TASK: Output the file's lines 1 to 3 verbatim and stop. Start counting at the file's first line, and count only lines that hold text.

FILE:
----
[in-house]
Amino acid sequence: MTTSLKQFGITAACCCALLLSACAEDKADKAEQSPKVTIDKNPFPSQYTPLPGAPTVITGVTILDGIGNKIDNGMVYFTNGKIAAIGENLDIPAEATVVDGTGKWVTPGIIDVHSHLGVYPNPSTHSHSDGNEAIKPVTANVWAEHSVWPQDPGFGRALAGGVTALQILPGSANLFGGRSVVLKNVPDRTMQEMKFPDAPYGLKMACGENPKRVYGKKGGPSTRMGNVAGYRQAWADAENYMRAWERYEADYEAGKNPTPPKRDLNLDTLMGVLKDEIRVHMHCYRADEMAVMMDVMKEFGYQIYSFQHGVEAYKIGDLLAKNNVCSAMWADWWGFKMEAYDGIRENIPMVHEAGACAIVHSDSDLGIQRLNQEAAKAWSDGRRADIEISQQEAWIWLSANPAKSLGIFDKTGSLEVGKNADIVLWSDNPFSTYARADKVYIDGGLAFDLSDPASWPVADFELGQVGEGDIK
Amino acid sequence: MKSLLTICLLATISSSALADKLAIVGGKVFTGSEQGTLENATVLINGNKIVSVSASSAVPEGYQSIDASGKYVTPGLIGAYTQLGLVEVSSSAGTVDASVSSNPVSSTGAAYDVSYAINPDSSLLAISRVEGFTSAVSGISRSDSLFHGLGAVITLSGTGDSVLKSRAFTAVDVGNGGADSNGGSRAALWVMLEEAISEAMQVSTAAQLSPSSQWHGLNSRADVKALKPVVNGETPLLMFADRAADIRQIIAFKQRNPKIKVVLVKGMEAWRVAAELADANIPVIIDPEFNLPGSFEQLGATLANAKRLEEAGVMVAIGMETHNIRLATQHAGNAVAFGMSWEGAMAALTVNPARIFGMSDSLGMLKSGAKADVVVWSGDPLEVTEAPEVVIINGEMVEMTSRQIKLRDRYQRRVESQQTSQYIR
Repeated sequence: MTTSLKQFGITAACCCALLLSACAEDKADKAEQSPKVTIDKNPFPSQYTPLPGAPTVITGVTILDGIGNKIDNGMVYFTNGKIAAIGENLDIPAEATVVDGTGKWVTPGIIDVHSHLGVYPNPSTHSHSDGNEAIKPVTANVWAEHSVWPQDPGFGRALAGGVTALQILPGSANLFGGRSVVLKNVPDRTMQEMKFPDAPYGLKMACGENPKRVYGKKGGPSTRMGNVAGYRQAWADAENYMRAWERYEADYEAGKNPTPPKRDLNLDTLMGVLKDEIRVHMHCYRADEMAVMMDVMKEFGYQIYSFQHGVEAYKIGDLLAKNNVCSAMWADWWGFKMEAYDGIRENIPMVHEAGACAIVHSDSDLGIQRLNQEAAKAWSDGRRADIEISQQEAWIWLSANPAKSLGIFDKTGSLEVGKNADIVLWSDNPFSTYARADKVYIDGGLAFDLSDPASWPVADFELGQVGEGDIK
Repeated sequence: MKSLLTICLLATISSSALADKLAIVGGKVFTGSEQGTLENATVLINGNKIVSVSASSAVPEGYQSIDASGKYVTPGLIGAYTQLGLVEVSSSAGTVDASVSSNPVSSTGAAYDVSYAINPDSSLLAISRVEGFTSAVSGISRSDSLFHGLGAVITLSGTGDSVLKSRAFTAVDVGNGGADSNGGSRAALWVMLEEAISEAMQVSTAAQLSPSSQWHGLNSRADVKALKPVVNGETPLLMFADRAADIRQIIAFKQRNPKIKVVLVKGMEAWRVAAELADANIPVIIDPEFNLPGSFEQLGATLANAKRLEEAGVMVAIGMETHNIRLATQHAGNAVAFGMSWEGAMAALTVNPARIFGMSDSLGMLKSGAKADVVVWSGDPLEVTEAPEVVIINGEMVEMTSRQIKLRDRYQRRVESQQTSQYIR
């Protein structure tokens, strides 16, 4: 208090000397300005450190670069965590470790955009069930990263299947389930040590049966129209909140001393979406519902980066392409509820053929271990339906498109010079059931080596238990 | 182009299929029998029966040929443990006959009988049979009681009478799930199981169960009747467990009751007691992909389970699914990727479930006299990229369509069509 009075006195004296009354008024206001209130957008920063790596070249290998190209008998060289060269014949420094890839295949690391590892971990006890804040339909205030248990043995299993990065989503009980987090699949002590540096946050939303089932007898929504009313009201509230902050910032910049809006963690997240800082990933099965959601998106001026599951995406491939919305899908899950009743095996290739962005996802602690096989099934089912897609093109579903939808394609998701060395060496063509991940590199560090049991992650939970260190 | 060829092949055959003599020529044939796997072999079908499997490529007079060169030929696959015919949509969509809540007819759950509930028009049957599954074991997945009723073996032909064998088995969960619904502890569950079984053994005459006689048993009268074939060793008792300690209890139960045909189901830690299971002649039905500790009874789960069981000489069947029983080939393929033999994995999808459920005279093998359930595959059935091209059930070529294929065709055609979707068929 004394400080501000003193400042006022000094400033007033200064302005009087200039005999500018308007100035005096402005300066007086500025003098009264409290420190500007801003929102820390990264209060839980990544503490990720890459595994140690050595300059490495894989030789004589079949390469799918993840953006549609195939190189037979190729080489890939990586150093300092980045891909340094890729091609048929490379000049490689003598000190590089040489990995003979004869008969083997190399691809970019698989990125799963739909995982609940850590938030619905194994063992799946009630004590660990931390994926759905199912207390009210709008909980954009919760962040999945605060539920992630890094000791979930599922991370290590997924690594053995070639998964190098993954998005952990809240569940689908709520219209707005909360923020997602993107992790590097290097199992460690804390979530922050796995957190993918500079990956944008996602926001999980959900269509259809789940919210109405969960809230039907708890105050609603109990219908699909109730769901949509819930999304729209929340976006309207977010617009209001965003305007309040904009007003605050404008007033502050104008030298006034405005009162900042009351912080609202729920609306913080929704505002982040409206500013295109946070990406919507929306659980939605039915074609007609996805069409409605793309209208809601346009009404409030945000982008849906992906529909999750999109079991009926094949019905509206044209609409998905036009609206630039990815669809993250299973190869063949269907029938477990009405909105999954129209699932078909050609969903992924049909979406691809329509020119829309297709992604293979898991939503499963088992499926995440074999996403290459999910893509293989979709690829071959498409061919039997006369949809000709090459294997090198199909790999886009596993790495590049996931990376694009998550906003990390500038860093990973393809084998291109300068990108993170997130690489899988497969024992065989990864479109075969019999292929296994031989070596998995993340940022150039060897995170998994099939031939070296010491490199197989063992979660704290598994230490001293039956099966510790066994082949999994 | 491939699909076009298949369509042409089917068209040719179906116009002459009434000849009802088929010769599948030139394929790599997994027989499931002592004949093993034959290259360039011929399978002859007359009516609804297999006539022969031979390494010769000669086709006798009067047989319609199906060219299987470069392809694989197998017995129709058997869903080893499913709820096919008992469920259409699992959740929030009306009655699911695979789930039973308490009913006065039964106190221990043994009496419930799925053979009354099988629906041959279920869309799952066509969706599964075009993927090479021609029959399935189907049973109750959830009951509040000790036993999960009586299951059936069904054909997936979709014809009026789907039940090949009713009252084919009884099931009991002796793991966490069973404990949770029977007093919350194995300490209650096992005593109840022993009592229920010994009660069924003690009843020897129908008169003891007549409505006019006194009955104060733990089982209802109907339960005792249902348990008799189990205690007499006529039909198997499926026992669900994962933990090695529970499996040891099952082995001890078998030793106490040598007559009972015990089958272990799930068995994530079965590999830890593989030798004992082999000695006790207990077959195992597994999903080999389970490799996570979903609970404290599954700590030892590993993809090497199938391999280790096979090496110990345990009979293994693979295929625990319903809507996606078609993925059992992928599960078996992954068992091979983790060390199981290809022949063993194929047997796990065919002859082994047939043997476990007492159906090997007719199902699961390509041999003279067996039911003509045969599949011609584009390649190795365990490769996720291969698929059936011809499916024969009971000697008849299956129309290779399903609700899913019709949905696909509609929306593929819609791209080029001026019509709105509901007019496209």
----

[in-house]
Amino acid sequence: MTTSLKQFGITAACCCALLLSACAEDKADKAEQSPKVTIDKNPFPSQYTPLPGAPTVITGVTILDGIGNKIDNGMVYFTNGKIAAIGENLDIPAEATVVDGTGKWVTPGIIDVHSHLGVYPNPSTHSHSDGNEAIKPVTANVWAEHSVWPQDPGFGRALAGGVTALQILPGSANLFGGRSVVLKNVPDRTMQEMKFPDAPYGLKMACGENPKRVYGKKGGPSTRMGNVAGYRQAWADAENYMRAWERYEADYEAGKNPTPPKRDLNLDTLMGVLKDEIRVHMHCYRADEMAVMMDVMKEFGYQIYSFQHGVEAYKIGDLLAKNNVCSAMWADWWGFKMEAYDGIRENIPMVHEAGACAIVHSDSDLGIQRLNQEAAKAWSDGRRADIEISQQEAWIWLSANPAKSLGIFDKTGSLEVGKNADIVLWSDNPFSTYARADKVYIDGGLAFDLSDPASWPVADFELGQVGEGDIK
Amino acid sequence: MKSLLTICLLATISSSALADKLAIVGGKVFTGSEQGTLENATVLINGNKIVSVSASSAVPEGYQSIDASGKYVTPGLIGAYTQLGLVEVSSSAGTVDASVSSNPVSSTGAAYDVSYAINPDSSLLAISRVEGFTSAVSGISRSDSLFHGLGAVITLSGTGDSVLKSRAFTAVDVGNGGADSNGGSRAALWVMLEEAISEAMQVSTAAQLSPSSQWHGLNSRADVKALKPVVNGETPLLMFADRAADIRQIIAFKQRNPKIKVVLVKGMEAWRVAAELADANIPVIIDPEFNLPGSFEQLGATLANAKRLEEAGVMVAIGMETHNIRLATQHAGNAVAFGMSWEGAMAALTVNPARIFGMSDSLGMLKSGAKADVVVWSGDPLEVTEAPEVVIINGEMVEMTSRQIKLRDRYQRRVESQQTSQYIR